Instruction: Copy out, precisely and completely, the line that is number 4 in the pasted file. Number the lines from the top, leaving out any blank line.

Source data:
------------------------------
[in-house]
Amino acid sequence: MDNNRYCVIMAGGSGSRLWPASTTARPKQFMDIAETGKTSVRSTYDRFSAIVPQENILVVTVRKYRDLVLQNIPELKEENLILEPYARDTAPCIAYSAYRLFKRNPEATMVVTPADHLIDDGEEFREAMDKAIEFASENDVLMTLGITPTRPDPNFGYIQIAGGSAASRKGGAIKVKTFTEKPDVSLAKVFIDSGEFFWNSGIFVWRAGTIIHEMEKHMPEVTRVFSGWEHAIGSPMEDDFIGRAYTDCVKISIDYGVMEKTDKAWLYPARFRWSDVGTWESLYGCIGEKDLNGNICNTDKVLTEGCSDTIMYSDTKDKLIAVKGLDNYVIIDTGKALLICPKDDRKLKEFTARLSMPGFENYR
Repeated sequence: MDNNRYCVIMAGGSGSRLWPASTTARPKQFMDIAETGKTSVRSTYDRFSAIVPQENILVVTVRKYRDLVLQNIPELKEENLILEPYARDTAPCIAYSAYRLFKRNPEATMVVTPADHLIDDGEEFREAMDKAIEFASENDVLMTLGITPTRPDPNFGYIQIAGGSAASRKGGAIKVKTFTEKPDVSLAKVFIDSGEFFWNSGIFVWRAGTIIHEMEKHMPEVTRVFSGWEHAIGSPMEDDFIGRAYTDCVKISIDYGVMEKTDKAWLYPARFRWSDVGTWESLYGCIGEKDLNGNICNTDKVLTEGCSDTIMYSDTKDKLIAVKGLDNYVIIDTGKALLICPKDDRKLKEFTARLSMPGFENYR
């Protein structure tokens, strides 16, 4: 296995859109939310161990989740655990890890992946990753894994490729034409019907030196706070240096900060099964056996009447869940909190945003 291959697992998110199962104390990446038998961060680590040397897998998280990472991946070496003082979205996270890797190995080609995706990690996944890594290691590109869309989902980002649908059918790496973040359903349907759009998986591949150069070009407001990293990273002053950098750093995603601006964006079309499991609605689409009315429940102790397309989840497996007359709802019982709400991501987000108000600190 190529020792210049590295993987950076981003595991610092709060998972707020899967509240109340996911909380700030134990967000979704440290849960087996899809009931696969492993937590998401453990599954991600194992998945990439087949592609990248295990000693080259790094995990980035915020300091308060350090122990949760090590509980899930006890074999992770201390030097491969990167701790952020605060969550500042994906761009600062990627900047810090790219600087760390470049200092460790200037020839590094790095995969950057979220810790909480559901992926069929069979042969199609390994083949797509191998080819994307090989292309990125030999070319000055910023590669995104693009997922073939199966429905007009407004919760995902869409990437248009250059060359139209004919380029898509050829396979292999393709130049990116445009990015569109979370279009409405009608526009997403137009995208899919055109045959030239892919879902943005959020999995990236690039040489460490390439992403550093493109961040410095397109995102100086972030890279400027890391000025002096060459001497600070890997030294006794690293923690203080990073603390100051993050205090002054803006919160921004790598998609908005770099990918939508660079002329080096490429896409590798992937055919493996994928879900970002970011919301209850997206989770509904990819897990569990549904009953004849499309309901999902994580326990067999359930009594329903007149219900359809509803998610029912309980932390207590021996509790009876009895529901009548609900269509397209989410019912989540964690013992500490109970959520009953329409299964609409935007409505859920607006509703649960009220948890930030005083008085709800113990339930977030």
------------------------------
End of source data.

């Protein structure tokens, strides 16, 4: 296995859109939310161990989740655990890890992946990753894994490729034409019907030196706070240096900060099964056996009447869940909190945003 291959697992998110199962104390990446038998961060680590040397897998998280990472991946070496003082979205996270890797190995080609995706990690996944890594290691590109869309989902980002649908059918790496973040359903349907759009998986591949150069070009407001990293990273002053950098750093995603601006964006079309499991609605689409009315429940102790397309989840497996007359709802019982709400991501987000108000600190 190529020792210049590295993987950076981003595991610092709060998972707020899967509240109340996911909380700030134990967000979704440290849960087996899809009931696969492993937590998401453990599954991600194992998945990439087949592609990248295990000693080259790094995990980035915020300091308060350090122990949760090590509980899930006890074999992770201390030097491969990167701790952020605060969550500042994906761009600062990627900047810090790219600087760390470049200092460790200037020839590094790095995969950057979220810790909480559901992926069929069979042969199609390994083949797509191998080819994307090989292309990125030999070319000055910023590669995104693009997922073939199966429905007009407004919760995902869409990437248009250059060359139209004919380029898509050829396979292999393709130049990116445009990015569109979370279009409405009608526009997403137009995208899919055109045959030239892919879902943005959020999995990236690039040489460490390439992403550093493109961040410095397109995102100086972030890279400027890391000025002096060459001497600070890997030294006794690293923690203080990073603390100051993050205090002054803006919160921004790598998609908005770099990918939508660079002329080096490429896409590798992937055919493996994928879900970002970011919301209850997206989770509904990819897990569990549904009953004849499309309901999902994580326990067999359930009594329903007149219900359809509803998610029912309980932390207590021996509790009876009895529901009548609900269509397209989410019912989540964690013992500490109970959520009953329409299964609409935007409505859920607006509703649960009220948890930030005083008085709800113990339930977030």